Know What You’re Buying
The first rule of real estate: Location, location, location. It is imperative to choose your neighborhood wisely. During these tough economic times, this cannot be stressed enough. Your neighborhood is as invaluable as your home—probably more. Why? For starters, your house is only as good as the houses around you. If you are investing on a property for rental, or even making a home your primary residence, thinking the future is crucial.
Yet not everything in home buying is all about the location. The type of house you want to purchase is another important consideration because defining it dictates the other requirements: budget, mortgage plan, future renovations, maintenance, etc. So, let’s not dally anymore and move on to the types of homes you might stumble upon during house hunting.
1. Detached Single Family Home
Along with the Co-operatives, detached single family homes are located on the far end of the residential spectrum. This type of home can be found anywhere and is typically defined as: a single, four-walled residential structure intended for one family and separated from other homes. Purchasing this type of home naturally makes you responsible for paying property taxes, utilities and mortgage.
As an owner, you are also responsible for everything within the lot, including: insurance, maintenance and repairs. You are free from doing virtually anything you want on the property: inside and out. But although the full extent of autonomy can be tempting, you must remember that you are also accountable for whatever happens to the property.
Also more popularly known as simply, co-ops, these properties are owned by a single entity or corporation. Apartment buildings are common examples of co-ops. So, instead of purchasing the unit itself, you are actually buying a membership or shares in the corporation; this makes you “part-owner” of the building. Along with this part-ownership is the responsibility, not only to your own unit but, to the entire building, as well as its individual entities.
These are similar to co-ops in a sense that condominiums are comprised of a number of residential homes in a building or a group of buildings. When you purchase a condo unit, you become an exclusive owner of that unit and other amenities tied with the purchase. You also obtain shared ownership on the portions of the property, or common area, together with your neighbors. The common area may include wide-ranging facilities depending on the building, such as: pools, hallways, parking spaces, courts, gyms and laundry areas, to name a few.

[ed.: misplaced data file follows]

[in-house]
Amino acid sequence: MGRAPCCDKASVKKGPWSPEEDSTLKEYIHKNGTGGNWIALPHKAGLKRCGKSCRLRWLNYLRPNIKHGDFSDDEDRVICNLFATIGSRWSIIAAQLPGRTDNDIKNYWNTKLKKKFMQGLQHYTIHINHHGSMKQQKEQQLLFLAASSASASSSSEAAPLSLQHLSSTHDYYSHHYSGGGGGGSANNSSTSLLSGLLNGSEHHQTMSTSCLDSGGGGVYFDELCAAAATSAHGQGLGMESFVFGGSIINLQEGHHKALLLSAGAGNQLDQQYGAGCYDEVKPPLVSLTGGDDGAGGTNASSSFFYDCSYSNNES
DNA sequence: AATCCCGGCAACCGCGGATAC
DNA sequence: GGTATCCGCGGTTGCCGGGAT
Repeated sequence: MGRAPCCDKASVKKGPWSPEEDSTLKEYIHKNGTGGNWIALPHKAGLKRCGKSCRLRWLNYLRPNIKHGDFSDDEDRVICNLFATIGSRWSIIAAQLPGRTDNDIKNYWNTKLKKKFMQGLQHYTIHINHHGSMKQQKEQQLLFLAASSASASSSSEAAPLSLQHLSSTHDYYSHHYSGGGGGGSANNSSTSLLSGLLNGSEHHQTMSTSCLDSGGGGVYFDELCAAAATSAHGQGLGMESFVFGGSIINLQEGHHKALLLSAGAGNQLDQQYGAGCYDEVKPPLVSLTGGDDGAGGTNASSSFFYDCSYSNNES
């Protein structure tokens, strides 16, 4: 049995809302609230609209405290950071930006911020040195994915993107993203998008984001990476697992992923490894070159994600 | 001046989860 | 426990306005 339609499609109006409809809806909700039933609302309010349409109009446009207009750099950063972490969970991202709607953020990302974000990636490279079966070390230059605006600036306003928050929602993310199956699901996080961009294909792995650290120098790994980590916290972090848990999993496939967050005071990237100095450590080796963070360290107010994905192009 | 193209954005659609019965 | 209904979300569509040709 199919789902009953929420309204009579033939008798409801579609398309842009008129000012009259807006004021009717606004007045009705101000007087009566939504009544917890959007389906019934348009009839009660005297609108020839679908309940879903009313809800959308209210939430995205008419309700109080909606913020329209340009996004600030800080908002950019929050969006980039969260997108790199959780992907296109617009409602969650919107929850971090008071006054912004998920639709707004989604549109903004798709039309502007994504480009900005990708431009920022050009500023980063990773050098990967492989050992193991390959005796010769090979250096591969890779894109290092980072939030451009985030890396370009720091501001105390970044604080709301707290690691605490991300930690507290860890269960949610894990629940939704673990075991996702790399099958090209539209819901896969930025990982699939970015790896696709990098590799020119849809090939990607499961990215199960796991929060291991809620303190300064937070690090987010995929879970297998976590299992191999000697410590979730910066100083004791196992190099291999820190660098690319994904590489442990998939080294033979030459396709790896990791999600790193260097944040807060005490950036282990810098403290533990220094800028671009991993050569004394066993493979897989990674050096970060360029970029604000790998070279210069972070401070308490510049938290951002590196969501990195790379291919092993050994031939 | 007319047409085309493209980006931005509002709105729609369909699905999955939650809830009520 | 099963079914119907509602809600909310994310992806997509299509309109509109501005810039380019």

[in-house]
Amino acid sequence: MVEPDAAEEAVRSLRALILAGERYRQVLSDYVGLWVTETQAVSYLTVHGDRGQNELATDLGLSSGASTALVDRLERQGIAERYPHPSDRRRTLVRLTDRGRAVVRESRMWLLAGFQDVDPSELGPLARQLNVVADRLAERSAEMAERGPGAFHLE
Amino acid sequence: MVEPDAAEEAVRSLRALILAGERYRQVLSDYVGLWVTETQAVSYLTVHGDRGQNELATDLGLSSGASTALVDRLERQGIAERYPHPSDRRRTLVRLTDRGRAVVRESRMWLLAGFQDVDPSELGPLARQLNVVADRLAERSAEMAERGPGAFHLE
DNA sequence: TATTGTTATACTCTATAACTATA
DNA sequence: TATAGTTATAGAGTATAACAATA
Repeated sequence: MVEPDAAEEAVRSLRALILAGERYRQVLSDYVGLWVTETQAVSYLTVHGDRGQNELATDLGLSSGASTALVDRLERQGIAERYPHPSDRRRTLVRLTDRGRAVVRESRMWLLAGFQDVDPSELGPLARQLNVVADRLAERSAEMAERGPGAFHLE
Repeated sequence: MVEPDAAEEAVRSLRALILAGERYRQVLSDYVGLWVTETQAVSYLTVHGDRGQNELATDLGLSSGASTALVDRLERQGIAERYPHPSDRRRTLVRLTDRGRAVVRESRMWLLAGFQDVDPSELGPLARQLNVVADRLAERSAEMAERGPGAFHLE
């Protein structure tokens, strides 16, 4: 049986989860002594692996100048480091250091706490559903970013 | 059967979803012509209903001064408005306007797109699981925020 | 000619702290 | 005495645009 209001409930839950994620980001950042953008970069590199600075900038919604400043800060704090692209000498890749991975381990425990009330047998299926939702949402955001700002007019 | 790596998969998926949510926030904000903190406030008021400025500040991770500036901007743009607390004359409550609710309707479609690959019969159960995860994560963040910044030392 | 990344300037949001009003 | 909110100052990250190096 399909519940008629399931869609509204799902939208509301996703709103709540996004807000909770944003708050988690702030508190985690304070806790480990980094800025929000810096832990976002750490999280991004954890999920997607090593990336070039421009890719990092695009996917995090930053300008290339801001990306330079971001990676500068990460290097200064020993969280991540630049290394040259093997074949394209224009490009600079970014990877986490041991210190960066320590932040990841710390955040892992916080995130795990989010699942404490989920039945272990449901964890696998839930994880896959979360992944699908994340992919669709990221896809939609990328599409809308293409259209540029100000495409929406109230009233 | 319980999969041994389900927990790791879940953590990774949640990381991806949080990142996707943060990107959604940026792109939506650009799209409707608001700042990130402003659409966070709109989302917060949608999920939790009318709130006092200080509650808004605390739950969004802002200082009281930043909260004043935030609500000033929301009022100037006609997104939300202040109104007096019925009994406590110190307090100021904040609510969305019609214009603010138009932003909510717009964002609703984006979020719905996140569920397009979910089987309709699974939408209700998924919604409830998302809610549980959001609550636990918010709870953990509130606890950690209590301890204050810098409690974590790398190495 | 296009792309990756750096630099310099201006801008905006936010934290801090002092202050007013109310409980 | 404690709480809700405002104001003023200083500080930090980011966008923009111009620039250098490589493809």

As an owner, you also have the responsibility of paying the Homeowner’s Association. The payment dues commonly tied with HOA are: water, gas, homeowner’s insurance and maintenance. This is the common hurdle when owning a condo unit because your HOA dues can possibly exceed the total sum of your maintenance, insurance, water and gas if you are living alone. This is within the regulations, of course, since the HOA reserve funds for unexpected maintenance expenditures.
4. Planned Unit Developments
These are essentially detached single family homes located in a community or neighborhood that offers on-site amenities, like some of those found in condominiums, plus more. The only difference this has with detached single family homes is that since they are located in exclusive villages, you must adhere to any regulations set upon by the owners or the HOA – this can reduce the freedom you have in doing whatever you want with your home, which can be frustrating at times.